Colts willing to share the blame for latest loss

For the second time in three weeks, Peyton Manning nearly led
the Colts to a comeback win on the road.

For the second time in three weeks, he also failed.

Yes, Manning accepted full responsibility for the last-minute
interception that cost Indianapolis a shot to force overtime at New
England, or perhaps even win it at the end of regulation.

Teammates and coaches are more forgiving.

”That’s part of football,” linebacker Tyjuan Hagler said
Monday. ”We lost the game as a team, and, you know, he’s won a
million of them for us.”

The actual number is 137, but who’s counting?

Traditionally, Manning has been one of the NFL’s most efficient
quarterbacks when it matters most. A year ago, he had a league-best
rating of 116.0 in the final 15 minutes and rallied Indianapolis to
a club record seven fourth-quarter wins including the improbable
17-point comeback against New England.

On Sunday, he followed almost the exact same script.

Manning threw two TD passes to Blair White in the final eight
minutes to get the Colts within 31-28 and had them in position for
another score in the final minute.

Only this time instead of hooking up with Reggie Wayne for the
winning score, the Patriots’ pressure forced Manning to alter his
motion, making the throw short. James Sanders’ acrobatic catch
preserved New England’s 31-28 win.

In Indianapolis and around the nation, many castigated Manning
for the miscue.

But in this locker room, that’s not about to happen.

”Peyton knows we’re behind him 100 percent because we’ve seen
him time and time again win games for us,” cornerback Jerraud
Powers said. ”Look, people have their own opinions. But, at the
end of the day, we’re trying to win a game.”

And all the Colts really wanted was a chance.

”You’ve got to go for the win,” said kicker Adam Vinatieri,
who cringed as he watched the play on the big screen TV at Gillette

The good news is that Sunday’s loss hasn’t changed the Colts’
long-term perspective.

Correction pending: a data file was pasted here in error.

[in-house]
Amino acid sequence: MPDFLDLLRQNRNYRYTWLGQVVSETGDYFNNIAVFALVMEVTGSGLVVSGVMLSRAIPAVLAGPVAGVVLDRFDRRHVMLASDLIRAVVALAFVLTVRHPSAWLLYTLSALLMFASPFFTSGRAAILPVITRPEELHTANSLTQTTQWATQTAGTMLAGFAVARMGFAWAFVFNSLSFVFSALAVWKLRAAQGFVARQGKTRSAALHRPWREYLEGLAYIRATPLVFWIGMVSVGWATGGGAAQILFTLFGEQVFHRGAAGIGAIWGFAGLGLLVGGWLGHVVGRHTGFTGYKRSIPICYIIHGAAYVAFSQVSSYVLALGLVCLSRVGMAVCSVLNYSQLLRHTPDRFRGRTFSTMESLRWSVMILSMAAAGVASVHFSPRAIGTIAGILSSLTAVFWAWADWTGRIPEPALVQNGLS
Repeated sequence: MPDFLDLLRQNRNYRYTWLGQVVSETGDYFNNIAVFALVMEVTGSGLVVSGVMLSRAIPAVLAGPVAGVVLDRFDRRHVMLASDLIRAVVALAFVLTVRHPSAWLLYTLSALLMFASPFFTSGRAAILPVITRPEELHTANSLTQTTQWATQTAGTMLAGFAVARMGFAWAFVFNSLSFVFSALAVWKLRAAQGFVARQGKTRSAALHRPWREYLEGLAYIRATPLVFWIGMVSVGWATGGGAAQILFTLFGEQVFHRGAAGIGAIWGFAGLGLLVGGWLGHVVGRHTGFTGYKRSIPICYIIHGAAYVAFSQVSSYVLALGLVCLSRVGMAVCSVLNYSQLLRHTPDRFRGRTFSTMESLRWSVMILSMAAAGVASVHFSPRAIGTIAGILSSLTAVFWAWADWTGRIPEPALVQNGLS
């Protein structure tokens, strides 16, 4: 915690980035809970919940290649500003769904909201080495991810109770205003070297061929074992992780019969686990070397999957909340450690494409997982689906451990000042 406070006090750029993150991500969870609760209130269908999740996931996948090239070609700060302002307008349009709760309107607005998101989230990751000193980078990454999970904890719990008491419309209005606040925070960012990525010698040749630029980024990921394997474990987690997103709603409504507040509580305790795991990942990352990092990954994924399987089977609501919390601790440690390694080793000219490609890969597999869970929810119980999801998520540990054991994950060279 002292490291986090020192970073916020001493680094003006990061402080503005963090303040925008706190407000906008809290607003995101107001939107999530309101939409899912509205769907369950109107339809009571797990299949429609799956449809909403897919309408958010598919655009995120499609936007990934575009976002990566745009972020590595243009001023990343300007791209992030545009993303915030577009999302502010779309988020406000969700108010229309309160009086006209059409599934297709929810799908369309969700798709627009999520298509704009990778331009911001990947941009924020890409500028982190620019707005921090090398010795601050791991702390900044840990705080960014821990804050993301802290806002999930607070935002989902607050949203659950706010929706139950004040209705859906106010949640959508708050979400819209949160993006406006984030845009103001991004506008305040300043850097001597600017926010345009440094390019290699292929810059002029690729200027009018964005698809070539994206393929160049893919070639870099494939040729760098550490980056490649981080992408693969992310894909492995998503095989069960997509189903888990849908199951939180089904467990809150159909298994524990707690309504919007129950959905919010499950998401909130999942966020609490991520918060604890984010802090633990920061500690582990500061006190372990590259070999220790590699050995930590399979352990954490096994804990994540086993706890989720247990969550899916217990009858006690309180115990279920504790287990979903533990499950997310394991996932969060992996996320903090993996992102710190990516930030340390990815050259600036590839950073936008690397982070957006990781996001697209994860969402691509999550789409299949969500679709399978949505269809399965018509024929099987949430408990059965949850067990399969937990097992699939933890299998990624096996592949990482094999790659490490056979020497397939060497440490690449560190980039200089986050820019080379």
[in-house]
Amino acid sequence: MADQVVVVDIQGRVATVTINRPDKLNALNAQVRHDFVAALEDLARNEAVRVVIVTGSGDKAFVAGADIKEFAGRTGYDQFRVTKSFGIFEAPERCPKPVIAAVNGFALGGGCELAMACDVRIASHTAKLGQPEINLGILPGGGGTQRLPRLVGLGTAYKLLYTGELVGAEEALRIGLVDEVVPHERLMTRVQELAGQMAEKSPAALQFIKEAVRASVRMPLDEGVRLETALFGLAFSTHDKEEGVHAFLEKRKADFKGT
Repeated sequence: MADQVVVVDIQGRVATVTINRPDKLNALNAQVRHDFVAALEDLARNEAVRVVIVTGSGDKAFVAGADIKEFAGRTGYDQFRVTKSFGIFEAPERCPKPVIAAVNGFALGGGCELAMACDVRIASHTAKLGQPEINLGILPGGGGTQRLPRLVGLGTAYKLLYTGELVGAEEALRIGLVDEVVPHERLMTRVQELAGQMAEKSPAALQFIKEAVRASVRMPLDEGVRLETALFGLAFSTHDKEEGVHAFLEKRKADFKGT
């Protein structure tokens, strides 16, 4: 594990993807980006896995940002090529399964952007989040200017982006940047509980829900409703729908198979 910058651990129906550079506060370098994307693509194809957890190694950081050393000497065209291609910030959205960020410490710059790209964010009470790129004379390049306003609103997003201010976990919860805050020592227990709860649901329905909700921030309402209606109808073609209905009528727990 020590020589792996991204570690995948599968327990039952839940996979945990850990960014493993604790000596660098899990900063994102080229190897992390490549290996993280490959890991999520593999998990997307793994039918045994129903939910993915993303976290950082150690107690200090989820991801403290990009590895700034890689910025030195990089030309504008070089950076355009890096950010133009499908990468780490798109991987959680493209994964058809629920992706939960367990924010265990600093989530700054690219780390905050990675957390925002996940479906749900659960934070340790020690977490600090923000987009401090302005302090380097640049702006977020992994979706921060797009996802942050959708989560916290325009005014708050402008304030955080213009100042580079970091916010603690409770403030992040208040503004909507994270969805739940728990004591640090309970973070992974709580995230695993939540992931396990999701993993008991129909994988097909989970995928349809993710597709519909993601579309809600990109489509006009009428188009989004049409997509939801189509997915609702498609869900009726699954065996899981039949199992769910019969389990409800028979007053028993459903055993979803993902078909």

At 6-4 they’re still tied for the AFC South lead, still have
four of their last six games at home and still have only one team
with a winning record left on the schedule. That’s Jacksonville at
6-4. If they win the division title, they’ll still have at least
one home playoff game and with a little luck, they could still earn
a bye, too.

Plus, they’re about to get much stronger.

Defensive captain Gary Brackett has missed the past two games
with turf toe. Running back Joseph Addai hasn’t played since Oct.
17 because of a nerve injury in his left shoulder. Linebacker Clint
Session hasn’t played since Nov. 1 because of a dislocated right
elbow, and receiver Austin Collie didn’t even make it through the
first quarter Sunday in his first game back after sustaining a
concussion Nov. 7 at Philadelphia.

Coach Jim Caldwell hasn’t said whether any of those guys will
play Sunday night against San Diego though team president Bill
Polian has said he believes most of the injured players, including
safety Bob Sanders, could return by the Dallas game Dec. 5.

Colts fans believe the return of those players would give the
offense and defense an immediate boost and help Indianapolis
reassert its preseason position as a Super Bowl contender.

”I don’t think it works like that,” said Addai, who is still
struggling to protect the ball and himself because of the injury.
”For me, I’ve been taking reps for about two weeks in practice
with the looks squad. But you really don’t know until get into the
game and you have to get back into that mode.”

The Colts learned that the hard way when Marvin Harrison missed
most of the 2007 season with a knee injury and then returned for a
playoff game against San Diego. In the first quarter, Harrison lost
a rare fumble and the Colts inexplicably wound up losing to a team
that finished the game without Philip Rivers or LaDainian

What can the Colts do now?

Start winning the close ones again.

Four of Indy’s six wins have come by double digits. Three of the
four losses have come by a field goal or less.

And now, they just need Manning and the offense to get back to
what they do best.

”I think often times what happens is that everybody wants to
blame somebody,” Caldwell said. ”There were other factors other
than just him. With a guy that’s a great leader, he shoulders a lot
of the responsibility, but there were other factors in there,